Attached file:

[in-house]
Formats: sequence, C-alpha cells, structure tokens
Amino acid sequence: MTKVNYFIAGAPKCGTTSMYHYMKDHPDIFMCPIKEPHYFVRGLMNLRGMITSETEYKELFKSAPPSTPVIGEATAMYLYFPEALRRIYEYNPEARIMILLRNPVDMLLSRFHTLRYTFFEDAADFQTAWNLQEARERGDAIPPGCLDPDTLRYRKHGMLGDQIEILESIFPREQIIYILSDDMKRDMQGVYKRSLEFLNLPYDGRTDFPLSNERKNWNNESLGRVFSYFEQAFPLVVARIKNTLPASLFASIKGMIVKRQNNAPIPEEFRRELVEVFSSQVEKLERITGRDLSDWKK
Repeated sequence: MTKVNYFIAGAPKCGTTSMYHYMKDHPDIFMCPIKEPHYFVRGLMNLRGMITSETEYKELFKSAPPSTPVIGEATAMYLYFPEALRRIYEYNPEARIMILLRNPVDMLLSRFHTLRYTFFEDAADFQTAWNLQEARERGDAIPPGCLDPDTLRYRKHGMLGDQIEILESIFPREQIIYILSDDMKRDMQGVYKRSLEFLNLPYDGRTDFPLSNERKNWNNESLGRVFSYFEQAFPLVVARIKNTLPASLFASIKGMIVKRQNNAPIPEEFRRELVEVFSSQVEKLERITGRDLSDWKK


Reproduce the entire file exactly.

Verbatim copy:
[in-house]
Formats: sequence, C-alpha cells, structure tokens
Amino acid sequence: MTKVNYFIAGAPKCGTTSMYHYMKDHPDIFMCPIKEPHYFVRGLMNLRGMITSETEYKELFKSAPPSTPVIGEATAMYLYFPEALRRIYEYNPEARIMILLRNPVDMLLSRFHTLRYTFFEDAADFQTAWNLQEARERGDAIPPGCLDPDTLRYRKHGMLGDQIEILESIFPREQIIYILSDDMKRDMQGVYKRSLEFLNLPYDGRTDFPLSNERKNWNNESLGRVFSYFEQAFPLVVARIKNTLPASLFASIKGMIVKRQNNAPIPEEFRRELVEVFSSQVEKLERITGRDLSDWKK
Repeated sequence: MTKVNYFIAGAPKCGTTSMYHYMKDHPDIFMCPIKEPHYFVRGLMNLRGMITSETEYKELFKSAPPSTPVIGEATAMYLYFPEALRRIYEYNPEARIMILLRNPVDMLLSRFHTLRYTFFEDAADFQTAWNLQEARERGDAIPPGCLDPDTLRYRKHGMLGDQIEILESIFPREQIIYILSDDMKRDMQGVYKRSLEFLNLPYDGRTDFPLSNERKNWNNESLGRVFSYFEQAFPLVVARIKNTLPASLFASIKGMIVKRQNNAPIPEEFRRELVEVFSSQVEKLERITGRDLSDWKK